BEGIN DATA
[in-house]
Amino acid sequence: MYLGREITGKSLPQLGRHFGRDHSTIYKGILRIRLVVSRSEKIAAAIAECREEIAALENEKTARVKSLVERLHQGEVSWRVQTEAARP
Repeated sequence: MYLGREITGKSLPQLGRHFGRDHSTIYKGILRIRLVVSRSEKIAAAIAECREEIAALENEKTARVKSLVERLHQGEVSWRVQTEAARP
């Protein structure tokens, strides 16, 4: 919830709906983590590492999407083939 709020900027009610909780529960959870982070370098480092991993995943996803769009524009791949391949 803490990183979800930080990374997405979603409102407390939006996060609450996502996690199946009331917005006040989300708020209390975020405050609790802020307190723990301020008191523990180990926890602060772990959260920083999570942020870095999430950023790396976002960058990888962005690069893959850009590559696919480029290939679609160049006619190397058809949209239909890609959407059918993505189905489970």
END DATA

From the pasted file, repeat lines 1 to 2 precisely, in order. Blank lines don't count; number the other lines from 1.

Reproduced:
[in-house]
Amino acid sequence: MYLGREITGKSLPQLGRHFGRDHSTIYKGILRIRLVVSRSEKIAAAIAECREEIAALENEKTARVKSLVERLHQGEVSWRVQTEAARP